What is the problem in A Doll's House?

The main problem in A Doll's House concerns the status of women in nineteenth-century European society. In the character of Nora Helmer, we can see how women were infantilized, marginalized, and repressed by patriarchal society.

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A Doll's House by Henrik Ibsen is a prime example of a problem play in that it deals with social issues and exposes social evils. This largely explains why it was so controversial in its day. Most people who went to the theater in nineteenth-century Europe did so because they wanted to be entertained. They most certainly didn't go because they wanted to be confronted with social problems.

But Ibsen, a staunch proponent of naturalism in drama, believed that it was important to use theater as a vehicle for depicting the realities of contemporary society, no matter how uncomfortable they might make people feel. It was only by dealing frankly and openly with what was actually happening in society that any kind of social change was possible.

The problem addressed by Ibsen in A Doll's House is female oppression. The central character of Nora Helmer lives in a world in which women are treated as second-class citizens. Lacking the same rights and opportunities as men, they are marginalized, infantilized, and kept in a state of permanent subjection by their menfolk.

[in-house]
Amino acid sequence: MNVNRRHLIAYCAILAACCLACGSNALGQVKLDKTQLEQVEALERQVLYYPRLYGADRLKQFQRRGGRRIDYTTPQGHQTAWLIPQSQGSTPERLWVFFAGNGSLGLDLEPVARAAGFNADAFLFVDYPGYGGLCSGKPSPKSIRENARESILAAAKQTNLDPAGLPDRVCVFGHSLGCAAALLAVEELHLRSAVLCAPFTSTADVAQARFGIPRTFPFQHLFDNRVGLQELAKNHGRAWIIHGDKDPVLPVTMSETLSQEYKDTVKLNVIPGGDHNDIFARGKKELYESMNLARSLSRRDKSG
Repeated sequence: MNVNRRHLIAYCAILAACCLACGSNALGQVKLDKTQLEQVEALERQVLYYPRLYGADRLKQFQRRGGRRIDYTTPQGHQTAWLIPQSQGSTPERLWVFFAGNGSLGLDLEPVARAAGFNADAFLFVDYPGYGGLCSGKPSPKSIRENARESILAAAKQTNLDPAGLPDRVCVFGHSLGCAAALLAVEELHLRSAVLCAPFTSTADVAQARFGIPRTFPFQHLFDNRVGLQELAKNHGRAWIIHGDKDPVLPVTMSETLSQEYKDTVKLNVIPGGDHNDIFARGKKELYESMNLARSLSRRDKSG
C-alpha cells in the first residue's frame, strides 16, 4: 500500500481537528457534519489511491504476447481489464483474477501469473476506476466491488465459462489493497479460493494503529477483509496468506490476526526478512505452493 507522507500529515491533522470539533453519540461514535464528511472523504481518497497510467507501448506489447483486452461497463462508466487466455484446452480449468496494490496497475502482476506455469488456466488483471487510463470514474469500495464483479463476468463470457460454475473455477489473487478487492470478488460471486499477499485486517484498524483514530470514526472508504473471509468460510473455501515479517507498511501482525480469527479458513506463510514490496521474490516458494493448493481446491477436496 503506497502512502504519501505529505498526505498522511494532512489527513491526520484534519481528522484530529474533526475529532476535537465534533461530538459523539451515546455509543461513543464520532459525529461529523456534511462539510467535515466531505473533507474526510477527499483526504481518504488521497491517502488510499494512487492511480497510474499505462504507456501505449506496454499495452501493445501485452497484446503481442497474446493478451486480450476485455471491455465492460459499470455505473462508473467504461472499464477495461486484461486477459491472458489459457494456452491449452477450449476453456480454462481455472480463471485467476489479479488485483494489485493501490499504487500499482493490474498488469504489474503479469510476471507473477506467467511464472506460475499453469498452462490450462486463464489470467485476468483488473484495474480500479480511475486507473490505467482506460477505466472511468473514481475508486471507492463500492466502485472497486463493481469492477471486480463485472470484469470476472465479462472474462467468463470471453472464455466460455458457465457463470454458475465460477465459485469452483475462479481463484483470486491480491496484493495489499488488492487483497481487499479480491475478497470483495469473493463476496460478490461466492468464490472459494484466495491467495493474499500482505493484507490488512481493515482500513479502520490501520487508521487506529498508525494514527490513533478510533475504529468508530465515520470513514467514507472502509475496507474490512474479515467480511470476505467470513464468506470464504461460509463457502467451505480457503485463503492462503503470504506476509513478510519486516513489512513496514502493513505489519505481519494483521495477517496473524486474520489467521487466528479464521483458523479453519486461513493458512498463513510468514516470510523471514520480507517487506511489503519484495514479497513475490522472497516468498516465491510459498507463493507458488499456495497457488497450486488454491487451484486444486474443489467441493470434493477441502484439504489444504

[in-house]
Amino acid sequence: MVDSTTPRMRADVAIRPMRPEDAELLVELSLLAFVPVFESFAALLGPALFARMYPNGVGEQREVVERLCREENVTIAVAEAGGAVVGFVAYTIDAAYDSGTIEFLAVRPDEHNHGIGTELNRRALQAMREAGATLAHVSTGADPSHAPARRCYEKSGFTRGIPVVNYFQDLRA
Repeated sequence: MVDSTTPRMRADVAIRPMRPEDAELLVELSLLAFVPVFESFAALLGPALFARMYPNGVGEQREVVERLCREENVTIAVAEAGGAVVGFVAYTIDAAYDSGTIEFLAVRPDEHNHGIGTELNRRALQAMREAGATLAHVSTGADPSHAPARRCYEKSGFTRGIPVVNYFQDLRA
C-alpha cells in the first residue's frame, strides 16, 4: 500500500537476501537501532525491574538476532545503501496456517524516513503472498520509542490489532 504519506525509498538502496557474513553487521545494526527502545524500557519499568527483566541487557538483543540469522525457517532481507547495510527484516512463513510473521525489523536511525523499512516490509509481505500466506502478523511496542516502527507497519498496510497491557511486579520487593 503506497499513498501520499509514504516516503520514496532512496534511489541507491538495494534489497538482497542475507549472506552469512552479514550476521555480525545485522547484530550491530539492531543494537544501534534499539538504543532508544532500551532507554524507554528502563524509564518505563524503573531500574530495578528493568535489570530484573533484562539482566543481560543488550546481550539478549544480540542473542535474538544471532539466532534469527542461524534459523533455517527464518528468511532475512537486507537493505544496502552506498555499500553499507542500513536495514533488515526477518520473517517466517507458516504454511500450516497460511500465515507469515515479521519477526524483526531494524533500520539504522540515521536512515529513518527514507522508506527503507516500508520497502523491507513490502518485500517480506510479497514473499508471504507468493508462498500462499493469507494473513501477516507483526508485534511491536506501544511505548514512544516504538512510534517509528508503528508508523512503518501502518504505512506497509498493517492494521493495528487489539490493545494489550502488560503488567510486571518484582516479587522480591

The appalling treatment of women in nineteenth-century European society is epitomized by the marriage between Nora and her husband, Torvald. Torvald treats Nora like a child, someone who lacks the requisite agency to make her own decisions in life.

For him, as for most men in his society, women are to be confined to the home, where they are to raise children and do the housework. The world outside, the world of business and public affairs, is the exclusive domain of men, from which women are excluded for what is allegedly their own good. Among other things, this prevents, as it is supposed to do, women from becoming independent and making their own decisions in life.

Eventually, Nora solves the problem of female repression by leaving her husband and children and venturing out into the big wide world. But the nature of patriarchal society ensures that her life outside the respectable middle-class home will be something of a struggle. And so the problem with which Ibsen deals remains one that will still need to be dealt with in subsequent plays.

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